5 Positively Shocking Moments in Vintage Film

Spoiled by gratuitous sex and nudity, graphic bloody violence and the computer–aided mayhem that flows freely through the multiplexes, many modern movie-goers tend to be bored and disappointed with the general “tameness” of vintage films. Indeed, while you may never find anything as visceral and depraved as the worst to be seen in the “Saw” films in the celluloid of yesteryear, there are still a few great, immortal moments pre-1980 that retain their power to make one gasp through sheer inventiveness, audacity and morbidity. Five such moments are:

5 Corpse Delivery, “The Public Enemy” (1931)

This pre-code gangster romp still packs a punch for many reasons, with its stark violence, grimy characters and a sense of impending doom hanging throughout. The ultimate end of main character Tom Powers, however, is more morose than the standard “laying in the gutter full of holes.” After surviving that particular fate, Tom is kidnapped from the hospital in his weakened state, presumably tortured, killed and propped up against his mother’s doorstep, eyes open, to fall over into the house when his own brother answers the door.

4 Little Girl Shooting, “Assault On Precinct 13” (1976)

In John Carpenter’s bleak tale of a town besieged by a particularly ruthless gang of toughs, a very, very dark line is crossed when a heartless scumbag piloting an ice cream truck callously executes one of his small customers with a very large revolver. It’s hard to accept or forget this case of above and beyond villainy, and we kind of hate Carpenter for showing it to us.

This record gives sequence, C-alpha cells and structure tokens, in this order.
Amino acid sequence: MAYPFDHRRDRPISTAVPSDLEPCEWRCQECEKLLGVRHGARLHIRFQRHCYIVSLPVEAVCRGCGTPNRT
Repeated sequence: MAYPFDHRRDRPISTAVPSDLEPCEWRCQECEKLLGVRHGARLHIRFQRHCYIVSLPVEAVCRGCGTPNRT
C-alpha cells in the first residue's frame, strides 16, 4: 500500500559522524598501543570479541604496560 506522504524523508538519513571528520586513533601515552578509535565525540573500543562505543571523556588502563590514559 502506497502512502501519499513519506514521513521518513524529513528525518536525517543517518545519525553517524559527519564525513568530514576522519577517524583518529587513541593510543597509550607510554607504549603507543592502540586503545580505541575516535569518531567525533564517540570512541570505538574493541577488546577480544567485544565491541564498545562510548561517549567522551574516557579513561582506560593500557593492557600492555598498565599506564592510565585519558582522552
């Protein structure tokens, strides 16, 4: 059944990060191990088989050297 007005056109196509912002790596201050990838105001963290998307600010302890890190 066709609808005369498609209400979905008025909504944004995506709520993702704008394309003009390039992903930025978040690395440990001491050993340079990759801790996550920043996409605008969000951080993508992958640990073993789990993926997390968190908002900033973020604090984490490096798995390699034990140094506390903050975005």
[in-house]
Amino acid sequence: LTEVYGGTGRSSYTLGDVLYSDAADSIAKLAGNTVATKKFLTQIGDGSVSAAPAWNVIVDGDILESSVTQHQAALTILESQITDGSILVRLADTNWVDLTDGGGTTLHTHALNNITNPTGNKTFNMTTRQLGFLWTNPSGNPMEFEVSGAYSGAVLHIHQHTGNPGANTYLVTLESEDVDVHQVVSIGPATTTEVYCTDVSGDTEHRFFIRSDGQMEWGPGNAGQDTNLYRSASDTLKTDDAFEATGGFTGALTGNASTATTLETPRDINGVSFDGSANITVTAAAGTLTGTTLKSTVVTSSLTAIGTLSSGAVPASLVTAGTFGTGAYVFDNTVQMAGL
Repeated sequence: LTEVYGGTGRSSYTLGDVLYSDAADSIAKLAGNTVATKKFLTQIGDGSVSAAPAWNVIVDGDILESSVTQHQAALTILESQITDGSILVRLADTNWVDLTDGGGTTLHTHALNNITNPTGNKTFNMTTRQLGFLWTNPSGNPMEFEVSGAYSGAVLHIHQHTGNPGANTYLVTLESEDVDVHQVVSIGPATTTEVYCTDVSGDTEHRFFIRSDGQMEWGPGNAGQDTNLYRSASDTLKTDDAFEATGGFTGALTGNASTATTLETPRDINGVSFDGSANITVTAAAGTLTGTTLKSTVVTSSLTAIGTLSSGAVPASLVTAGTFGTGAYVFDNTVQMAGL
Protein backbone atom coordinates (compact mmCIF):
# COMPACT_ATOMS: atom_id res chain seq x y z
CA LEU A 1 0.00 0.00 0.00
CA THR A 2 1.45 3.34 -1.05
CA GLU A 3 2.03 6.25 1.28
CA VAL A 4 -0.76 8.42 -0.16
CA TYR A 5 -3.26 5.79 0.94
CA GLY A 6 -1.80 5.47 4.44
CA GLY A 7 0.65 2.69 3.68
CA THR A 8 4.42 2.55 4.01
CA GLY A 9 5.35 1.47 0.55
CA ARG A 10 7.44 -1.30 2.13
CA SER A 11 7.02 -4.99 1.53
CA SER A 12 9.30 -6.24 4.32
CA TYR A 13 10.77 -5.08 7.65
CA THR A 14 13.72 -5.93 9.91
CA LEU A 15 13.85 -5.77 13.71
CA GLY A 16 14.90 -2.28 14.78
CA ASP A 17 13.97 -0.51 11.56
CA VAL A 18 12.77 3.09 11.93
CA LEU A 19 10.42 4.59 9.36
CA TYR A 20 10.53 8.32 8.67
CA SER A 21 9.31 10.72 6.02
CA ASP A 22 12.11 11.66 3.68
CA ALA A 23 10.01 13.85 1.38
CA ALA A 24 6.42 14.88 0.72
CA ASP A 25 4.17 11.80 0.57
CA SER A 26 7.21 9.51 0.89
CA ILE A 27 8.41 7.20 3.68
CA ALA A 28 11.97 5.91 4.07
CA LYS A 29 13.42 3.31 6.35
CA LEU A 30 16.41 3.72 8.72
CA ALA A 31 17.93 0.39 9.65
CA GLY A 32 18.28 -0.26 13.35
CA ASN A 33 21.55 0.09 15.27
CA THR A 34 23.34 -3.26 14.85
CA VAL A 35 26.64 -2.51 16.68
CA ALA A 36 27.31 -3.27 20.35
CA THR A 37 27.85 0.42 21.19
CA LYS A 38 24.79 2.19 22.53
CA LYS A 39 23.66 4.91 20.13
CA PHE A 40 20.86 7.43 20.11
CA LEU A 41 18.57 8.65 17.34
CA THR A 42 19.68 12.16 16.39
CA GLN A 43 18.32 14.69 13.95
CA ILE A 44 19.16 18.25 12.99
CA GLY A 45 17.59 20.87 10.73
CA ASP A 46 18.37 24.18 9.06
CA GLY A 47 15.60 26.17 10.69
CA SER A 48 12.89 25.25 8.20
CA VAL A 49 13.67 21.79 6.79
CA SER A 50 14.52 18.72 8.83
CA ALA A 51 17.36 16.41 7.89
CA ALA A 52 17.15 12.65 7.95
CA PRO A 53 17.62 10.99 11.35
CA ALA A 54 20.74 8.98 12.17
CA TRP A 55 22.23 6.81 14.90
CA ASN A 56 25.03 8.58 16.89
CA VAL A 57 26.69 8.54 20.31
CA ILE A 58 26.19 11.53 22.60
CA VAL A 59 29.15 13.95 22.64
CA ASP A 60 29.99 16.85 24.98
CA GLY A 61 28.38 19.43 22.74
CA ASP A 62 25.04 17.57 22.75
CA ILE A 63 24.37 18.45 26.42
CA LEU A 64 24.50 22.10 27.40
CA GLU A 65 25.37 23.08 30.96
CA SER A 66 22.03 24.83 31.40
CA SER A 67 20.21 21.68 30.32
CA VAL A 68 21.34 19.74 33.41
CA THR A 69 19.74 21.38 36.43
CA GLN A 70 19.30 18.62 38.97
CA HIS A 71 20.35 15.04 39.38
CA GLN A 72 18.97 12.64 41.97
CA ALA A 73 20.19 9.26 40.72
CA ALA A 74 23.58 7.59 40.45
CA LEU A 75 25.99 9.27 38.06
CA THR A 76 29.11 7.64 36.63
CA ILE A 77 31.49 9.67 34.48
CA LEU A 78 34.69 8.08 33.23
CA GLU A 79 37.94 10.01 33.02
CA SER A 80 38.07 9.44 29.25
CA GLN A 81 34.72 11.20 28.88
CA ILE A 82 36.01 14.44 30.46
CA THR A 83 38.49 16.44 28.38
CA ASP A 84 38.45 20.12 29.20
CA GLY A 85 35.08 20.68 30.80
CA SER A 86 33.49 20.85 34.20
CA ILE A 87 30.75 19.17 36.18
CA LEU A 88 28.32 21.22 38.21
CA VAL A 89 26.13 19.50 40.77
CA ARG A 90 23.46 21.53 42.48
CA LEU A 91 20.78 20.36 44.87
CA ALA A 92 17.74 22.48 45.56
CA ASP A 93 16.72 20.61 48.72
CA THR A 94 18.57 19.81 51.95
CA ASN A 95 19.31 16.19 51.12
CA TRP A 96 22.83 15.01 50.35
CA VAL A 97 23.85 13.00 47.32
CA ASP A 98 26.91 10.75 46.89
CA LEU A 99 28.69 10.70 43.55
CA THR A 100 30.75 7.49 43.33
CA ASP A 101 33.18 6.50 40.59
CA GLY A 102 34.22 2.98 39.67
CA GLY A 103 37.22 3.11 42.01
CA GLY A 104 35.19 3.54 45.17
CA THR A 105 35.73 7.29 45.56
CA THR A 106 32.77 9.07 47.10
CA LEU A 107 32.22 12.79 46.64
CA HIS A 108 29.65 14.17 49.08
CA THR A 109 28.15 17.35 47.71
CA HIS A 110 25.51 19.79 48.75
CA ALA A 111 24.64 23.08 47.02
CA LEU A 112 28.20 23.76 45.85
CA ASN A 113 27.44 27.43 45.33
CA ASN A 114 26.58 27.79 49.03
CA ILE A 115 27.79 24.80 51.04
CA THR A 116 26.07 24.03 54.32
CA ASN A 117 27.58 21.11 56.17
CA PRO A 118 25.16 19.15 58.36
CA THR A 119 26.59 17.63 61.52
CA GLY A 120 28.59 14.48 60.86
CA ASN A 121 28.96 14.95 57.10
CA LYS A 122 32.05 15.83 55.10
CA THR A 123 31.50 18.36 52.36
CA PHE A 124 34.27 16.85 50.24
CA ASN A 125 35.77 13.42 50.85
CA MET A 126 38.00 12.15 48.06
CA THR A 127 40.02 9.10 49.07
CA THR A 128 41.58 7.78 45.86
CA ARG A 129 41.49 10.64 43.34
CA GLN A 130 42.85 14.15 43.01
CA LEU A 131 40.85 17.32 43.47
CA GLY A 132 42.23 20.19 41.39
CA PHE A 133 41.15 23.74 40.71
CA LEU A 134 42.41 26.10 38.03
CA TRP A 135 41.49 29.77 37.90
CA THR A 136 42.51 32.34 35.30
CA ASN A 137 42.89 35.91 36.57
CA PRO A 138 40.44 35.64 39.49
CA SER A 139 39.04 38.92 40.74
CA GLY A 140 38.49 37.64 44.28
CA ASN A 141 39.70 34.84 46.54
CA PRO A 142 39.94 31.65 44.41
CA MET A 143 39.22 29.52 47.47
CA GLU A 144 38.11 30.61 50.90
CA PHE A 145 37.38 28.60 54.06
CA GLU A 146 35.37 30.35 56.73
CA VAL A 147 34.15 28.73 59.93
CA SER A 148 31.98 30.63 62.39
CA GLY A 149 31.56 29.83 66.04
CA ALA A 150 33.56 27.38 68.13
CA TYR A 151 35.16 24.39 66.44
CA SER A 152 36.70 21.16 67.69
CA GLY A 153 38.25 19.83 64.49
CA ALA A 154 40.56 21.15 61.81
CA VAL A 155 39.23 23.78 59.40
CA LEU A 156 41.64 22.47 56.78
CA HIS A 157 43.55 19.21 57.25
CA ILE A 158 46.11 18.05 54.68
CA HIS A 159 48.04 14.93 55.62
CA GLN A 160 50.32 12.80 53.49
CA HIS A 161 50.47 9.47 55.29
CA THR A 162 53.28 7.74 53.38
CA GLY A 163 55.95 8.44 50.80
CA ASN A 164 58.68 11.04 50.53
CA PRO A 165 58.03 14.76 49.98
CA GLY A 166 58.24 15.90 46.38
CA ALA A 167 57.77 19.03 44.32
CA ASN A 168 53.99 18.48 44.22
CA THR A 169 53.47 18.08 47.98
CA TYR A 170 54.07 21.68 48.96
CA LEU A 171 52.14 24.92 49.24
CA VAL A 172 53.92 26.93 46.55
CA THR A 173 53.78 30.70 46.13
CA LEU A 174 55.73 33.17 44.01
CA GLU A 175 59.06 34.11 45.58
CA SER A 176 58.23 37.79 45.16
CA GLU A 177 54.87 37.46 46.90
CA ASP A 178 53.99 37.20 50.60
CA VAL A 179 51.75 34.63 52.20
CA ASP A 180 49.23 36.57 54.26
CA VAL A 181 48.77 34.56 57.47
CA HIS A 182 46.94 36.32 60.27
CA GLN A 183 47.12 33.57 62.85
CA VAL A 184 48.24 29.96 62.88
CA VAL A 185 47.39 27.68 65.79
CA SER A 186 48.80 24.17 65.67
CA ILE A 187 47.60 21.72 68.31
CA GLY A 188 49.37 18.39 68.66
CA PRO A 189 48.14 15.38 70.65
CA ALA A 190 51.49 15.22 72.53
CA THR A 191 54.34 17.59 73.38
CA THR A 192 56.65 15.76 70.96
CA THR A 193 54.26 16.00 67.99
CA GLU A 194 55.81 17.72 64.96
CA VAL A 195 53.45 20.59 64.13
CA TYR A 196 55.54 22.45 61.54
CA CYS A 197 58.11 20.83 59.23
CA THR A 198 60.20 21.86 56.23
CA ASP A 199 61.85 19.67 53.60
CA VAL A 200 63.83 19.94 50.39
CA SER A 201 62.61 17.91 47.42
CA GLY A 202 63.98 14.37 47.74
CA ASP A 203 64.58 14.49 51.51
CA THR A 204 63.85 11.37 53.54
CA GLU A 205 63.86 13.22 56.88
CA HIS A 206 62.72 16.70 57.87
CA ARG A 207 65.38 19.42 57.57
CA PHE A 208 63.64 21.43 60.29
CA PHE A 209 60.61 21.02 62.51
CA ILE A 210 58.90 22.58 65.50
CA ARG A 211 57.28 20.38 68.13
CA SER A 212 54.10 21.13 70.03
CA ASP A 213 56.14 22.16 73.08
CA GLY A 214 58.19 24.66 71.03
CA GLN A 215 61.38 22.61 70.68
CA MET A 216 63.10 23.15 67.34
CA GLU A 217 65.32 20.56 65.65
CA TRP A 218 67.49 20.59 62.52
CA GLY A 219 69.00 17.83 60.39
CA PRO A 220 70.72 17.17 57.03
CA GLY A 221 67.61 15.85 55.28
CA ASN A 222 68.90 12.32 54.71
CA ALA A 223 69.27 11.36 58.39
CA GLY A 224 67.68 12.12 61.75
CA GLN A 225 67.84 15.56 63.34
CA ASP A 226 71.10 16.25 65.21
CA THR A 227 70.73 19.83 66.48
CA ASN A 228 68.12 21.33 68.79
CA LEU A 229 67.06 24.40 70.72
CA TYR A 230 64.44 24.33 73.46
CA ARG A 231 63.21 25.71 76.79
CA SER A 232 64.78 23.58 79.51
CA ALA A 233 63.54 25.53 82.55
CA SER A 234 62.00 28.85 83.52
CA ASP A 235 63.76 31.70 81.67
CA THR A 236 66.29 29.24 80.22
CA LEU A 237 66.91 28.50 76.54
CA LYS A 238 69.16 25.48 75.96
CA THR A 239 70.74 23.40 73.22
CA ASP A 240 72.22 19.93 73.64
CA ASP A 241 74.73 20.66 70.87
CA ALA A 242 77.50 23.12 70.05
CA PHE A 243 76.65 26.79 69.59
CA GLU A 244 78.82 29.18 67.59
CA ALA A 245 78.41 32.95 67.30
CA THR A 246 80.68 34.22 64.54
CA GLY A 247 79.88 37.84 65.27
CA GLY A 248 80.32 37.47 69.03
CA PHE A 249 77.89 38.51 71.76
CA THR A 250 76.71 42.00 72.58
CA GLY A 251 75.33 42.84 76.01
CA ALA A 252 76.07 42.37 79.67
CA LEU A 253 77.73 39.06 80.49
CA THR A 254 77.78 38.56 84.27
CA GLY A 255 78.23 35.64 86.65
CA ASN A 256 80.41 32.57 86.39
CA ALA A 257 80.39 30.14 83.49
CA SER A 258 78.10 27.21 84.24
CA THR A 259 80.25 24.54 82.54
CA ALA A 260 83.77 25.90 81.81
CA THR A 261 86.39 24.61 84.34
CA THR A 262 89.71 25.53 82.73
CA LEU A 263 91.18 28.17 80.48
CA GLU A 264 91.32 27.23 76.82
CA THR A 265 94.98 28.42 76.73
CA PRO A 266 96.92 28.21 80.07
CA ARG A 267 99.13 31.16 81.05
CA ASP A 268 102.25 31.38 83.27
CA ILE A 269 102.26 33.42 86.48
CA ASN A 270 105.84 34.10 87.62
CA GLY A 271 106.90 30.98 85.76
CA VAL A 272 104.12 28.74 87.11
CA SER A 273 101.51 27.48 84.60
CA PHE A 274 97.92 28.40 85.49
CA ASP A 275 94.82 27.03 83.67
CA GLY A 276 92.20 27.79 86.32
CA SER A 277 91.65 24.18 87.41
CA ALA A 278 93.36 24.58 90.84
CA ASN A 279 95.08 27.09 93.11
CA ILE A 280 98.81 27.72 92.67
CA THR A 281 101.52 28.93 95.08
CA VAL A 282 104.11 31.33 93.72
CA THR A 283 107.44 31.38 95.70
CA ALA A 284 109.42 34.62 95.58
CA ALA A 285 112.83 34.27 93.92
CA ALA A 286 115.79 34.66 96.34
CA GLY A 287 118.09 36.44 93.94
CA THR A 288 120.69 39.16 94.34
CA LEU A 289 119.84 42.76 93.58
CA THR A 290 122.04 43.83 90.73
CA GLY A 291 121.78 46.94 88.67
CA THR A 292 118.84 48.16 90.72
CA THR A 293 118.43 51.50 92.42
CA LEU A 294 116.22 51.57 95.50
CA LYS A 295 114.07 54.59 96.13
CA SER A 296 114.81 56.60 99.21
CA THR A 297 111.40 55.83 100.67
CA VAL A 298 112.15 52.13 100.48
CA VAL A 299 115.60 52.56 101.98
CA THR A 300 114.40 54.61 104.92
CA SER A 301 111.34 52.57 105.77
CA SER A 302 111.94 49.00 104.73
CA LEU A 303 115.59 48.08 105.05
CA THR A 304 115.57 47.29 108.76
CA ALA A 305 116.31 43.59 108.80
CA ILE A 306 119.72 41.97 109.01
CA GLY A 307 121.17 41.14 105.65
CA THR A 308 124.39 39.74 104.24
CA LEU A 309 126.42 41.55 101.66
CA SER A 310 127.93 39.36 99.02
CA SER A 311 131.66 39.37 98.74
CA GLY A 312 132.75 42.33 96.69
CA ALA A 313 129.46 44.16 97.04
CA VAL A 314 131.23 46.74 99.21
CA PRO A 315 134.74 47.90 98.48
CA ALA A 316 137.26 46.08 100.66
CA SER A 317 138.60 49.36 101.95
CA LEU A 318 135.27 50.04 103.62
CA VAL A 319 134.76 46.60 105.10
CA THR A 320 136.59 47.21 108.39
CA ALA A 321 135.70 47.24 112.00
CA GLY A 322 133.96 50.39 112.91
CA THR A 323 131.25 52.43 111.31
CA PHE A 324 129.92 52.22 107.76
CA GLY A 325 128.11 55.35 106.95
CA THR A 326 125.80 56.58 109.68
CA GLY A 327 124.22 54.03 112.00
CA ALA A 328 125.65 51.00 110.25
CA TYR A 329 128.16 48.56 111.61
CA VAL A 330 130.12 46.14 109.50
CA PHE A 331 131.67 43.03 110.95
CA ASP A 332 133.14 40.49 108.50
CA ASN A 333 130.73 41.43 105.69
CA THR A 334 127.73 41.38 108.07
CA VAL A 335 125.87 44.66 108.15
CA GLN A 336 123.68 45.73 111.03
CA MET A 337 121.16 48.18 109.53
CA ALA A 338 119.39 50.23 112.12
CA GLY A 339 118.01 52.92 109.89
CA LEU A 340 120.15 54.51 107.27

3 Shower Slashing, “Psycho” (1960)

Hitchcock’s iconic thriller may not match the balls-out gore of today’s torture porn, but it does prove less is more with its nerve-wracking scene of cross-dressing Norman Bates’ desecration of Marion Crane’s nude, delicate curves set to Bernard Hermann’s discordant, shrieking violins. Imagining a 1960 audience witnessing the death of what seemed to be the film’s main protagonist so early on, and in such a memorably imaginative, briskly startling fashion only helps cement this scene as a true and important standout.

2 Eyeball Slicing, “Un Chien Andalou” (1929)

Luis Bunuel and Salvador Dali’s silent surrealist short opens with a notoriously nasty bit of business, namely the nonchalant splitting of a woman’s eyeball with a razorblade in close-up. Besides the fact it’s a woman’s freaking eyeball being slit open with a razor blade in close-up, the effect is pulled off quite convincingly with the use of a dead calf’s eye. Leave it to the mind of one of the 20th century’s most distinct and depraved voices to bequeath cinema this undying shocker.

1 Duck-Woman, “Freaks” (1932)

In Todd Browning’s indelibly creepy classic, there are several upending images and sequences, not the least of which is the sight of several circus freaks crawling through mud with various weapons towards quite understandably frightened and duplicitous trapeze hottie Cleopatra to exact revenge on her for seducing and betraying one of their own. But the capper is the reveal of her gruesome yet oddly funny fate: mutilation into a legless, flippered, squawking, seemingly mindless duck-woman hybrid. There is no unseeing this grim, surreal poetic justice.

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